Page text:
The New Provisional Waiver – What it Means and Who Can Use It

There is a great deal of confusion about the new provisional waiver regulation published by the Obama administration. Let’s be clear, this new regulation is nothing more than a locational change in waiver processing, with the benefit being a much shorter separation time between loved ones. Now, let’s get into the details!

What Does It Mean?

The waiver we are talking about is the waiver that is needed to be forgiven of the immigration offense of “unlawful presence.” Unlawful presence occurs when someone is not in lawful status in the United States, regardless of their mode of entry. Typically, individuals who come into the US with a visa, retain a right to process for permanent residence in the United States, IF they are married to a U.S. Citizen, or have U.S. Citizens children over the age of 21. Those individuals who entered the U.S. without inspection (those who came illegally), cannot obtain permanent residence in the United States, even if they are married to a US Citizen or have US Citizen children over the age of 21. These people must leave the U.S. and process for their permanent residence abroad. But, as soon as they leave, because they have typically had more than one year of “unlawful presence (being illegal), they are then barred from returning to the United States for 10 years, as punishment for their unlawful entry and unlawful stay. There is already in place a “waiver” or forgiveness of this ten year bar, but the waiver or forgiveness can only be obtained AFTER the person leaves the U.S. This new regulation merely changes Where and When the waiver can be applied for. It does NOT eliminate the need of the person to leave the United States to process for residence through their spouse.

Only certain relatives of US Citizens are eligible to apply for this provisional waiver. At this time, the provisional unlawful presence waiver process will remain available only to individuals who are immediate relatives of U.S. citizens (i.e., spouses, children, and parents (if the U.S. citizen is at least 21 years of age)).

Who Can Use the New Waiver?

To use the new process, the eligible individual must be currently IN the United States. The current centralized waiver process (with U.S. processing) will remain in place for those who have already departed the United States. This process is also not available to those who’s interviews have already been set by DOS as of the date of publication of the final rule (likely January 3, 2013). If the interview is scheduled AFTER that date, then the person is still eligible to process using the new system.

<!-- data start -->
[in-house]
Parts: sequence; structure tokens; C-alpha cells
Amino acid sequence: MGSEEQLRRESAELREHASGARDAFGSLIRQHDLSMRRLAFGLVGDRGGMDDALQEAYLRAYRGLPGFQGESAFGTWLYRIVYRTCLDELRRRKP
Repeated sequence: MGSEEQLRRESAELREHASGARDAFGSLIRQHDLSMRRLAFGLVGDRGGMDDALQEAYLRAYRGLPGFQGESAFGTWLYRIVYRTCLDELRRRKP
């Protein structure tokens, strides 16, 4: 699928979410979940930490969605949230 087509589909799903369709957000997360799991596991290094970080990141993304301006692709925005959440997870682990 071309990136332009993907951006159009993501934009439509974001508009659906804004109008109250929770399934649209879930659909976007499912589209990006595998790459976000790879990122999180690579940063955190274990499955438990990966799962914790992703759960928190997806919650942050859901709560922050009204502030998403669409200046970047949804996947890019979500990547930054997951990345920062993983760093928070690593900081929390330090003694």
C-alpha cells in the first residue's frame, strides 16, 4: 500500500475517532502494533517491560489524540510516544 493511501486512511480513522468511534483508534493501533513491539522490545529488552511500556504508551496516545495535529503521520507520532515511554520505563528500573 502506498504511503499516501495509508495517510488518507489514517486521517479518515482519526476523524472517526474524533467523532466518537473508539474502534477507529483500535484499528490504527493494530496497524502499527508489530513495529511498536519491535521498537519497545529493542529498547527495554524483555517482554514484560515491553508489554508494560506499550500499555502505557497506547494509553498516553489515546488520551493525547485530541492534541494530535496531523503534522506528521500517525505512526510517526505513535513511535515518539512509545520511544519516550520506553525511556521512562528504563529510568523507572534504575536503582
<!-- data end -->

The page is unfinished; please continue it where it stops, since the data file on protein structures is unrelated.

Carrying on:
The new waiver process is for individuals who, when they depart, will be subject to the three and ten year bars. The current law states that only individuals who have U.S. Citizens Spouses or Parents who will suffer
“Extreme Hardship” are eligible to be granted this waiver. This standard has not been changed by the new regulations. Children are NOT qualifying relatives for purposes of the waiver of the three and ten year bars. USCIS is open to considering expanding the provisional unlawful presence waiver process to include lawful permanent residents as qualifying relatives after USCIS has a better understanding of the impact of the provisional unlawful presence waiver process on agency resources and operations.

Individuals who are currently in removal proceedings are eligible for submitting the waiver, IF their removal proceedings have been administratively closed and not re-calendered at the time of filing of the waiver request. Persons in this situation need to have their immigration court cases terminated or dismissed before leaving the US to avoid delays in returning at the consulate. Supposedly, ICE will work with individuals and their attorneys to terminate deserving cases (that I will wait to give judgement on).

Individuals with final orders of removal are NOT eligible for this new program.

Simply put, the ONLY people eligible for this new waiver process are those who’s only immigration problem is unlawful entry with unlawful presence.

How Does the New Waiver Process Work?

The filing fee for the new waiver process is the same as it is for the current waiver process, $585, plus an additional $85 for the biometrics fee. USCIS will not accept a filing of the Form I-601A (the new form used to file for the waiver) until March 4, 2012, and it will only accept that form once the I-130 has been approved, and the National Visa Center has begun the process for consular processing, with the necessary initial fees paid by the applicant, evidenced by the Department of State Visa Processing Fee Receipt.

In this final rule, USCIS does not modify how it makes extreme hardship determinations or how it defines extreme hardship. Consistent with how USCIS currently makes extreme hardship determinations, USCIS will consider all factors and supporting evidence that an applicant submits with his or her provisional unlawful presence waiver application. USCIS also has included in the Form I-601A instructions examples of factors to help provisional unlawful presence waiver applicants understand what can be provided to establish the required extreme hardship to a U.S. citizen spouse or parent.

USCIS will not commit to a certain processing time for these waivers, which, in the grand scheme is not a big deal, since the applicant will be in the United States with their family, but experience suggests that a processing time of 60-120 would not be abnormal.

So there you have it. A simplied description of what this new process is, and what it is not. If you think you qualify for this new process, contact us today at 404-816-8611 for an analysis of your case and your options.

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